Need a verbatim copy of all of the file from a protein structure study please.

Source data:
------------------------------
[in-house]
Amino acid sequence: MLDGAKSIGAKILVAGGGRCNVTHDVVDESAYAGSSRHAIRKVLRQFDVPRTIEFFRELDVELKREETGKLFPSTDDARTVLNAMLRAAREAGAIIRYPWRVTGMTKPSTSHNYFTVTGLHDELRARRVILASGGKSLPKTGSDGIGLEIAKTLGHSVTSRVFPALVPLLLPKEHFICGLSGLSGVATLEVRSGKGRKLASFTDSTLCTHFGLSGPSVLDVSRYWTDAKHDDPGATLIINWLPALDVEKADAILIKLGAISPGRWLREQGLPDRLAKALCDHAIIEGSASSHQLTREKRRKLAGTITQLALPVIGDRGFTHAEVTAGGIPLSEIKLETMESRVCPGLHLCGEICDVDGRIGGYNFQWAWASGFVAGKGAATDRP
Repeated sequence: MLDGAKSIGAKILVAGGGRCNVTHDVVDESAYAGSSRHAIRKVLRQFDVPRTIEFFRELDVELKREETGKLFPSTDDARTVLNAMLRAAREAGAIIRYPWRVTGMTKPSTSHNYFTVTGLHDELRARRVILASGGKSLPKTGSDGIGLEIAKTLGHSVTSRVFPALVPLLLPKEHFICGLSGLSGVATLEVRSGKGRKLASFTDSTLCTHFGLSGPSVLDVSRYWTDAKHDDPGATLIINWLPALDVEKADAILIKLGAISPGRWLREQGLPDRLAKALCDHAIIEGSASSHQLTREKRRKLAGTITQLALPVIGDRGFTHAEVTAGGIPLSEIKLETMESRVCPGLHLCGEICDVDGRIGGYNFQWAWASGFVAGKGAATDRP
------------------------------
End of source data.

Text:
[in-house]
Amino acid sequence: MLDGAKSIGAKILVAGGGRCNVTHDVVDESAYAGSSRHAIRKVLRQFDVPRTIEFFRELDVELKREETGKLFPSTDDARTVLNAMLRAAREAGAIIRYPWRVTGMTKPSTSHNYFTVTGLHDELRARRVILASGGKSLPKTGSDGIGLEIAKTLGHSVTSRVFPALVPLLLPKEHFICGLSGLSGVATLEVRSGKGRKLASFTDSTLCTHFGLSGPSVLDVSRYWTDAKHDDPGATLIINWLPALDVEKADAILIKLGAISPGRWLREQGLPDRLAKALCDHAIIEGSASSHQLTREKRRKLAGTITQLALPVIGDRGFTHAEVTAGGIPLSEIKLETMESRVCPGLHLCGEICDVDGRIGGYNFQWAWASGFVAGKGAATDRP
Repeated sequence: MLDGAKSIGAKILVAGGGRCNVTHDVVDESAYAGSSRHAIRKVLRQFDVPRTIEFFRELDVELKREETGKLFPSTDDARTVLNAMLRAAREAGAIIRYPWRVTGMTKPSTSHNYFTVTGLHDELRARRVILASGGKSLPKTGSDGIGLEIAKTLGHSVTSRVFPALVPLLLPKEHFICGLSGLSGVATLEVRSGKGRKLASFTDSTLCTHFGLSGPSVLDVSRYWTDAKHDDPGATLIINWLPALDVEKADAILIKLGAISPGRWLREQGLPDRLAKALCDHAIIEGSASSHQLTREKRRKLAGTITQLALPVIGDRGFTHAEVTAGGIPLSEIKLETMESRVCPGLHLCGEICDVDGRIGGYNFQWAWASGFVAGKGAATDRP